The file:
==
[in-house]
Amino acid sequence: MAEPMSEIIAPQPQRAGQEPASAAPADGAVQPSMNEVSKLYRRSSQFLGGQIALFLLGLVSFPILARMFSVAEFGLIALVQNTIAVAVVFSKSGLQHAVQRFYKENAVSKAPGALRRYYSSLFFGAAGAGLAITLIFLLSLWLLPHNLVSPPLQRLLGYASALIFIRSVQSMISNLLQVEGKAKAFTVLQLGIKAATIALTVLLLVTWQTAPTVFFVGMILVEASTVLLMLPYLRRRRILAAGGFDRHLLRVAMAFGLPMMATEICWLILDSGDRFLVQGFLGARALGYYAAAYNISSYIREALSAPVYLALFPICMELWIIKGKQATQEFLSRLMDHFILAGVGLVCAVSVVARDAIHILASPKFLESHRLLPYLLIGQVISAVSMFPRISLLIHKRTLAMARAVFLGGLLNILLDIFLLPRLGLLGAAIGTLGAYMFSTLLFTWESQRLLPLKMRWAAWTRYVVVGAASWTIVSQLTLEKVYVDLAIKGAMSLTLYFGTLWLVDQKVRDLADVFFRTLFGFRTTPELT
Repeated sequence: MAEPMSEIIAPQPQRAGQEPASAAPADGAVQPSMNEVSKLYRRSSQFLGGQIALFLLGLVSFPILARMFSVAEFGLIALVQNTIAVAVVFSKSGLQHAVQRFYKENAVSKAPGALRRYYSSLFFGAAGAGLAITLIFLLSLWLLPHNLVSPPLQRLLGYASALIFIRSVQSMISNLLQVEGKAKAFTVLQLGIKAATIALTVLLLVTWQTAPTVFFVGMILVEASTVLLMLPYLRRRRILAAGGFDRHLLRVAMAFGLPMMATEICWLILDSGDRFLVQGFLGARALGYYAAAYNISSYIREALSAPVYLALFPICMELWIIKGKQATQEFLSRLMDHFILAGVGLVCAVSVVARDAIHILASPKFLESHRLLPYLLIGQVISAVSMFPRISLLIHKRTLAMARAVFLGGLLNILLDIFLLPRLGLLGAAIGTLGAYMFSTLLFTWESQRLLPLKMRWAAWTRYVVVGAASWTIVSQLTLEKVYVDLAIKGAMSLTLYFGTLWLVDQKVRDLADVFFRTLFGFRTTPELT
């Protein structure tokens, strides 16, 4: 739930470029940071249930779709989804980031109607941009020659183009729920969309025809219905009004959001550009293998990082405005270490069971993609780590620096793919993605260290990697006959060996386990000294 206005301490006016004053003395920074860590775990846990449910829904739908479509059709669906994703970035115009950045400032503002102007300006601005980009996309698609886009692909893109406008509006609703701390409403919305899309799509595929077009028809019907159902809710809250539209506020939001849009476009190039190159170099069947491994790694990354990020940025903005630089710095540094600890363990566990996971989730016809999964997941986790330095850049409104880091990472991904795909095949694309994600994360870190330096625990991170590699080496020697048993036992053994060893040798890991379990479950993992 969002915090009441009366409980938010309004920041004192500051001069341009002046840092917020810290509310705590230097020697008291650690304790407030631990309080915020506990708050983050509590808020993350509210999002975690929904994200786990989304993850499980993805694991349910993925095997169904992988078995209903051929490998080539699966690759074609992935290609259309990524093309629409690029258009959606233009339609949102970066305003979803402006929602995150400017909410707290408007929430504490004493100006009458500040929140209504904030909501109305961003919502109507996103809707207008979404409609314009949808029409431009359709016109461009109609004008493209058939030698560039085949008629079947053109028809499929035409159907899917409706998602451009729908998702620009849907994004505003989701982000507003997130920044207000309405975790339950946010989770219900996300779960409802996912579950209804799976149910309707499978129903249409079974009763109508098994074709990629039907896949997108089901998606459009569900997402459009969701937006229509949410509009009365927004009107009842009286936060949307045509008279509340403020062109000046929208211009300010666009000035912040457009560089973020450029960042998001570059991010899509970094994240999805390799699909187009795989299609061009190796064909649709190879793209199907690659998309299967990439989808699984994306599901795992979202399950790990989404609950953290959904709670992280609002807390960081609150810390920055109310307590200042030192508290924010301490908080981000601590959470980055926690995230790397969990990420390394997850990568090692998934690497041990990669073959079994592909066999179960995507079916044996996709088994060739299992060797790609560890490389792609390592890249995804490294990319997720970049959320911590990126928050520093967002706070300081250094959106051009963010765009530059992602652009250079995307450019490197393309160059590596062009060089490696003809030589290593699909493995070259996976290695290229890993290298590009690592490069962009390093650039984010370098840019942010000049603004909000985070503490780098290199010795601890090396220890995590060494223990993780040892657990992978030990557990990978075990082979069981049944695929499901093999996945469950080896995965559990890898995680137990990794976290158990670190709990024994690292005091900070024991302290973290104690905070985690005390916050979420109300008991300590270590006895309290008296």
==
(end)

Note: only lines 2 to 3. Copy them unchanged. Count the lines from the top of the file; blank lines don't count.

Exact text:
Amino acid sequence: MAEPMSEIIAPQPQRAGQEPASAAPADGAVQPSMNEVSKLYRRSSQFLGGQIALFLLGLVSFPILARMFSVAEFGLIALVQNTIAVAVVFSKSGLQHAVQRFYKENAVSKAPGALRRYYSSLFFGAAGAGLAITLIFLLSLWLLPHNLVSPPLQRLLGYASALIFIRSVQSMISNLLQVEGKAKAFTVLQLGIKAATIALTVLLLVTWQTAPTVFFVGMILVEASTVLLMLPYLRRRRILAAGGFDRHLLRVAMAFGLPMMATEICWLILDSGDRFLVQGFLGARALGYYAAAYNISSYIREALSAPVYLALFPICMELWIIKGKQATQEFLSRLMDHFILAGVGLVCAVSVVARDAIHILASPKFLESHRLLPYLLIGQVISAVSMFPRISLLIHKRTLAMARAVFLGGLLNILLDIFLLPRLGLLGAAIGTLGAYMFSTLLFTWESQRLLPLKMRWAAWTRYVVVGAASWTIVSQLTLEKVYVDLAIKGAMSLTLYFGTLWLVDQKVRDLADVFFRTLFGFRTTPELT
Repeated sequence: MAEPMSEIIAPQPQRAGQEPASAAPADGAVQPSMNEVSKLYRRSSQFLGGQIALFLLGLVSFPILARMFSVAEFGLIALVQNTIAVAVVFSKSGLQHAVQRFYKENAVSKAPGALRRYYSSLFFGAAGAGLAITLIFLLSLWLLPHNLVSPPLQRLLGYASALIFIRSVQSMISNLLQVEGKAKAFTVLQLGIKAATIALTVLLLVTWQTAPTVFFVGMILVEASTVLLMLPYLRRRRILAAGGFDRHLLRVAMAFGLPMMATEICWLILDSGDRFLVQGFLGARALGYYAAAYNISSYIREALSAPVYLALFPICMELWIIKGKQATQEFLSRLMDHFILAGVGLVCAVSVVARDAIHILASPKFLESHRLLPYLLIGQVISAVSMFPRISLLIHKRTLAMARAVFLGGLLNILLDIFLLPRLGLLGAAIGTLGAYMFSTLLFTWESQRLLPLKMRWAAWTRYVVVGAASWTIVSQLTLEKVYVDLAIKGAMSLTLYFGTLWLVDQKVRDLADVFFRTLFGFRTTPELT